Letter 2: Are you pro-ALL-life?

Dear President Trump,

I have never had an easy time deciding which side of the line I fall on when it comes to being pro-life or pro-choice. This, I think, may be something you’ve struggled with in the past too. Often the pro-life/pro-choice divide is presented as two mutually exclusive ideals. Black and white. Wrong and right. And when it comes to politics, they are often simplified to just “pro-legislation-on-abortion” versus “anti-legislation-on-abortion”. For these reasons, I’ve sided with pro-choice. I want to provide support, education, and love to women facing a difficult situation. I do not want to legislate what they can or can’t do while coping with it.

And I don’t think I’m alone in this. I think the values of people who call themselves pro-choice overlap considerably with people who call themselves pro-life. In particular, I’d like you to consider what Father James Martin, a Jesuit priest and author, had to say about being pro-life:

I am pro life. That means that I’m also pro social justice.
That means that I am not only for the dignity of the human being from the moment of conception, but also for the dignity of the human being until the natural end of life. For life does not end with birth. A person who is truly pro life is pro all life, pro every stage of life, pro every stage of life for every person. For all life is sacred, because all life is created by God.
That means that I support anything that helps a person live a full, healthy and satisfying life, in every part of the world. So I am for care for the poor, for a living wage, for affordable health care, for adequate housing, for a humane work environment, for equal pay for women, for generous child care, for the support of the aged and the infirm.
That means I support caring for the marginalized among us: the refugee, the migrant, the displaced person, the homeless, the unemployed, the person with disabilities, the single mother, women who are abused, minorities of every kind who are persecuted, and all those who feel left out, mocked, lonely, ignored or frightened.
That means that I am against torture, because it is an affront to human dignity. I am against the death penalty, the most serious affront to an adult life. I am against abuse and mistreatment in prisons. I am against war as a way to solve problems.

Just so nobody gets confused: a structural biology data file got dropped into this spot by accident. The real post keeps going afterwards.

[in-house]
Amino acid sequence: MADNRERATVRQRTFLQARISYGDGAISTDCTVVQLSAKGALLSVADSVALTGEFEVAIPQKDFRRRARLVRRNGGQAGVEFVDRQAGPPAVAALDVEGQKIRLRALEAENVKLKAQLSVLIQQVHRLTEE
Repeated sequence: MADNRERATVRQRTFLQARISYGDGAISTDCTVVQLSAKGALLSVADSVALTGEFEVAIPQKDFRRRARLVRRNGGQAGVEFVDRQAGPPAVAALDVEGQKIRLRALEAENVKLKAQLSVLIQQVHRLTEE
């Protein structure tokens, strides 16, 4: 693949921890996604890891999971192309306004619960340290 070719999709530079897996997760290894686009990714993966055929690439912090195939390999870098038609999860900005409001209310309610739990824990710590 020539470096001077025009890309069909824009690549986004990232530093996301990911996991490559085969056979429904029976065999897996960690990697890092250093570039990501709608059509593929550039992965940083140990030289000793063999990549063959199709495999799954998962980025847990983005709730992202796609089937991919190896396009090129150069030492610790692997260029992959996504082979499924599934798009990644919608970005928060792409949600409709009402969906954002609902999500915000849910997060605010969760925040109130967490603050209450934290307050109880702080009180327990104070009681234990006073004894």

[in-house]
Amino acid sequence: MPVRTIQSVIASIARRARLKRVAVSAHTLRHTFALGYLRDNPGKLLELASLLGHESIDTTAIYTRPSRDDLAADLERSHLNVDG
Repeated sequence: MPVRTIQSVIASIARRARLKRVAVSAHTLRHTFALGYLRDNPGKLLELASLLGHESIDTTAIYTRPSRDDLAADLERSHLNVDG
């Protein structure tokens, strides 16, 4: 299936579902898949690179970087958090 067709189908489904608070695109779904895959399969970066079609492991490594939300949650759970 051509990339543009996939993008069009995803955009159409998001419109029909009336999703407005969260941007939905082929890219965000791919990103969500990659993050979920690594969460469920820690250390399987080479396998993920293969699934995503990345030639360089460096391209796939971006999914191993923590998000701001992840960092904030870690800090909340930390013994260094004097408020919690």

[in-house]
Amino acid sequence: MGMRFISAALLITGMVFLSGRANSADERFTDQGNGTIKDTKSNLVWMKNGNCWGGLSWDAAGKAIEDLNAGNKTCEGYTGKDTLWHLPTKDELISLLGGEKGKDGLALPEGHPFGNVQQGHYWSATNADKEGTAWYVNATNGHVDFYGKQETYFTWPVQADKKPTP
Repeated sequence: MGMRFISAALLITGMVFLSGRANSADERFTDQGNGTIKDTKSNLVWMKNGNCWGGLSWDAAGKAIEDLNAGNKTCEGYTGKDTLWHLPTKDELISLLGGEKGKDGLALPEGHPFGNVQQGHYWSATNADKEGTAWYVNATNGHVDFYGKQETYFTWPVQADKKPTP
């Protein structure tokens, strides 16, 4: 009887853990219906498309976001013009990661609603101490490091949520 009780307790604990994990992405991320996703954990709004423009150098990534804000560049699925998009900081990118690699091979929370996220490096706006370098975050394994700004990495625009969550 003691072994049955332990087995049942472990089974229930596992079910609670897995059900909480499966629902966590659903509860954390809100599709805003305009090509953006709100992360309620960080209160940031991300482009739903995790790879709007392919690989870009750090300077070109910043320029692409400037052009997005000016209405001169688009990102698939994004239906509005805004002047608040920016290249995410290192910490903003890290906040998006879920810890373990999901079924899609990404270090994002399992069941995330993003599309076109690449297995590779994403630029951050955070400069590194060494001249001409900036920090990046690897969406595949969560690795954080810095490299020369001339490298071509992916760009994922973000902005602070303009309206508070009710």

That means I respect the lives of all creatures, and am therefore for the care of the world in which we live, for the environment in the broadest sense.
That means I am pro peace, pro justice and pro reconciliation.
The longer I am a Jesuit, the longer I am a priest, the longer I live, and the more I pray and listen and observe, the more convinced I am of the sanctity and beauty of life.
So, yes, I am pro life. Pro all life. I hope you are too.

My question for you is, do you share Father Martin’s definition of pro-life? Are you pro-all-life?

I care for all these things, and I think the President of the United States should too.

And when I think about the March for Life taking place this Friday, and Father Martin’s definition of what it means to be pro-life, I feel like I want to join them. I do not agree with them on every issue and proposed solution, but I agree with them on much more than I disagree. I feel that it is important to to march, and rally, and protest when you see that your government is not doing all that it can and should to ensure that every person can live a “full, healthy and satisfying life, in every part of the world.”

I imagine you will come out and make some statement in support of the March of Life this Friday. But before you do, I would like you to consider your own actions and responsibilities towards supporting all life, all stages of life, all over the world.


A version of this letter was sent to President Donald Trump. Feel free to use this letter and it’s content as a template for writing your own letter to the President and other elected officials.

President Donald Trump
The Whitehouse
1600 Pennsylvania Ave. NW
Washington, DC 20500

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